This course is discontinued

INTHE4000 – Theoretical Foundation

Schedule, syllabus and examination date

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Course content

This course focuses on defined areas related to health. The emphasis is on identifying problems, developing strategies and programs in international community health.

This course is divided into three modules with the following areas of focus:

  • Child Health
  • Non-Communicable Diseases
  • Community Nutrition
  • Reproductive Health and STD
  • Human and Microbial Ecology
  • Medicines in a global society
  • Disability and Ageing
  • Mental Health

Learning outcome

Child health aims to give an introduction to topics that are of special relevance to the children's health. Children are the most vulnerable members of our communities, due to their dependence on adults and to their special needs relating to rapid growth and development.

Non-communicable diseases are of increasing significance globally, not only to the Western world's populations. Awareness of the global challenges these diseases present is important when working in international community health.

Community nutrition is covered in a seminar that focuses on nutrition and life-style changes at the community level.

Reproductive health and STD component aims a) to give an introduction to biological and social factors that contribute to gender differences in health, b) to explain underlying principles of in the shift from population control to reproductive health in international policy, and c) to create an understanding of central concepts and issues in the field, d) to familiarize students with central issues relevant to STD, such as HIV and AIDS.

Human and microbial ecology aims to create an understanding of pathogenicity, virulence, and the impact of interacting microbes in ecological niches.

Medicines in a global society presents an introduction to the role of pharmaceuticals in health care. It covers socio-economic factors that influence drug use and issues of regulation in policy planning.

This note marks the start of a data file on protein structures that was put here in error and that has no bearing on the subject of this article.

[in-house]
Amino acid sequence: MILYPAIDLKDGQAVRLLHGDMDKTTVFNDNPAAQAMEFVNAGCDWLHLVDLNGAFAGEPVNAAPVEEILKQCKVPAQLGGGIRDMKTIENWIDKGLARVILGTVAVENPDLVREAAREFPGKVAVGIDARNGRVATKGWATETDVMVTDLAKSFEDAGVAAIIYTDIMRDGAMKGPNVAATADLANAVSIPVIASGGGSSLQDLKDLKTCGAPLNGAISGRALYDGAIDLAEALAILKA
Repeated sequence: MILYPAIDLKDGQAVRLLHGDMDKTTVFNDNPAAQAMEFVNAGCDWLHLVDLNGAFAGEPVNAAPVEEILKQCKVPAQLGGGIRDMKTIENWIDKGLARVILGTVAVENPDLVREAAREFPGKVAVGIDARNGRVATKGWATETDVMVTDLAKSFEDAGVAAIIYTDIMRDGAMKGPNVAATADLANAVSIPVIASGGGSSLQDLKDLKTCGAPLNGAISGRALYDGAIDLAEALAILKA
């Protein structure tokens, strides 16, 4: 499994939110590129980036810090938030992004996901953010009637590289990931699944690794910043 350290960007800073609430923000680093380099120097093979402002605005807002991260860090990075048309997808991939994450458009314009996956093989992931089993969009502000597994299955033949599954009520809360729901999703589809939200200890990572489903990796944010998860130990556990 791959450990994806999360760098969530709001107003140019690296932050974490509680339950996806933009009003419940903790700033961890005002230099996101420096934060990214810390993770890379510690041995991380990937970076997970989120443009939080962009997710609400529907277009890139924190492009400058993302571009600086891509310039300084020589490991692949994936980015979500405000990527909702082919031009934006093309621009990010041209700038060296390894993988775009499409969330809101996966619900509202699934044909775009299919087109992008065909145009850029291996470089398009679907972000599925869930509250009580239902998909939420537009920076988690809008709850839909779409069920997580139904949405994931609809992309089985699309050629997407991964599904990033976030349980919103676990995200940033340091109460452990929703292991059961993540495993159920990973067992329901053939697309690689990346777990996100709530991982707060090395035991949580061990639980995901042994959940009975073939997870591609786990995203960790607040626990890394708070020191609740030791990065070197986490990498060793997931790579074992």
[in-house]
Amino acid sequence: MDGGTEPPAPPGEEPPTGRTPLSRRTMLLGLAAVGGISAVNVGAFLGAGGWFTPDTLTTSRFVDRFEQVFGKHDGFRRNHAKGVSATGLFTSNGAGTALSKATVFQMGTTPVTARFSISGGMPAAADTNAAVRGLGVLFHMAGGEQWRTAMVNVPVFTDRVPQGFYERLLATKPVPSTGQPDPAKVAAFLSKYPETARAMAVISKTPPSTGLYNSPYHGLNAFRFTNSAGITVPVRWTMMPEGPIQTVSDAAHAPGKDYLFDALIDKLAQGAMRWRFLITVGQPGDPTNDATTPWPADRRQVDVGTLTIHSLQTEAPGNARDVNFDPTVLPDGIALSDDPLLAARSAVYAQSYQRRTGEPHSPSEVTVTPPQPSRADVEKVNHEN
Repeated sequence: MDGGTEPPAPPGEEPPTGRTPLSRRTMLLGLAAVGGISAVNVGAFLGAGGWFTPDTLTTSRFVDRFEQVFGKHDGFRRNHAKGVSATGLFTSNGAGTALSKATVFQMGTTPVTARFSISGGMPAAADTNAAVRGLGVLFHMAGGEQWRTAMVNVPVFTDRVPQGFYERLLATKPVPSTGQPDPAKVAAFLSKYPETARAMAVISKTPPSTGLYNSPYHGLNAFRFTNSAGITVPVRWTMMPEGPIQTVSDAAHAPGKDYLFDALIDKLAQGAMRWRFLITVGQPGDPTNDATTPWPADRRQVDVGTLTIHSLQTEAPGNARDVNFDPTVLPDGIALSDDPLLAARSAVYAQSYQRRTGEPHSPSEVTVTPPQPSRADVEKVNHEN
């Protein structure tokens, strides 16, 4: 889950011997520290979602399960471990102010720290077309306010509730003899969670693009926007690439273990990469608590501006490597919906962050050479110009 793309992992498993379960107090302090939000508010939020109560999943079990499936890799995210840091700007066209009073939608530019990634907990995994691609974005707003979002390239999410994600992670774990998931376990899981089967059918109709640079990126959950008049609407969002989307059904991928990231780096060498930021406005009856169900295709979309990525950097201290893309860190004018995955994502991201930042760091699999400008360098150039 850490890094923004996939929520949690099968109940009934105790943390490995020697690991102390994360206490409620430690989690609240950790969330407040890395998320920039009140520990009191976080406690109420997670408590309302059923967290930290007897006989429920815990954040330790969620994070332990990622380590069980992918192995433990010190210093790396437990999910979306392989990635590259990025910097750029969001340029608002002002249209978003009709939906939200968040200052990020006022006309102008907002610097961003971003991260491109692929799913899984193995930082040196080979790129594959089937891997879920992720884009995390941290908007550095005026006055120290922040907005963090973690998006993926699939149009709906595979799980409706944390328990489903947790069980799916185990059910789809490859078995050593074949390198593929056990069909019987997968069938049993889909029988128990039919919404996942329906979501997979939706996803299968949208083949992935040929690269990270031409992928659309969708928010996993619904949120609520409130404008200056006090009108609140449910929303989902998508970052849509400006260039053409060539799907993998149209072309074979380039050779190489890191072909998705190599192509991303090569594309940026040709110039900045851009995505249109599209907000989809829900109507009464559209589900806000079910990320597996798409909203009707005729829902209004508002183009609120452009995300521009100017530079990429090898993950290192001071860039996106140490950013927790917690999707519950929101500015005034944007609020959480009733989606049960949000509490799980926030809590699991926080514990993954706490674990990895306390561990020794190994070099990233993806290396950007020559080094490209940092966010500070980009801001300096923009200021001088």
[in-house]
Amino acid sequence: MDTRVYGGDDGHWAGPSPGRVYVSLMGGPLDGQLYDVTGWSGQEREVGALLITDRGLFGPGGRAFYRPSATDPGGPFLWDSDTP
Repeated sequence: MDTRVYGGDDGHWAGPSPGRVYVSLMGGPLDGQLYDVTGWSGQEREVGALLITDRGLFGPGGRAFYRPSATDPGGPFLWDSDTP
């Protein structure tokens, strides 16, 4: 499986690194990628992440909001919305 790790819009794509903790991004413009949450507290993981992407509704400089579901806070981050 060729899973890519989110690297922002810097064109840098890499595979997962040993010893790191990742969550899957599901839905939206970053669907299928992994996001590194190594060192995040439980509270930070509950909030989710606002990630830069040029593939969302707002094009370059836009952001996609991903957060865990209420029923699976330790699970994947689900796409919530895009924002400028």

Disability and ageing aims to give an introduction to the socio-economic and medical changes leading to and resulting from an increasingly elderly population. Living conditions for people with disabilities is an important part of this course component.

Mental health aims to a) give an introduction of some basic concepts and approaches in mental health care and psychiatry and mental health research, b) create an understanding of contextual aspects and cultural variations relevant for mental care, and c) to give a better understanding of mental health services in Norway with focusing on prevention as well as patient centered care.


Students outside the MPhil programme in International Community Health may apply for attending the course. It is not possible to register for the course through Studentweb without first contacting the programme coordinator, due to limited teaching capacity. Only students who plan to take all three modules will be admitted.


Teaching takes place throughout the semester, with exams following the end of each module. The exam following each module may be either a home examination, oral exam, or school exam. At the start of each module the students will be told what kind of exam they can expect at the end of the module.


This course include two exams with separate subjects, and in different forms:

  1. Written school exam - usually 3 hours
  2. Home exam - usually about 10 pages

Use of sources and citation

You should familiarize yourself with the rules that apply to the use of sources and citations. If you violate the rules, you may be suspected of cheating/attempted cheating.

Language of examination

The examination text is given in English, and you submit your response in English.

Grading scale

Grades are awarded on a pass/fail scale. Read more about the grading system.

Explanations and appeals

Special examination arrangements

Application form, deadline and requirements for special examination arrangements.

Facts about this course






Every autumn


Every autumn

Teaching language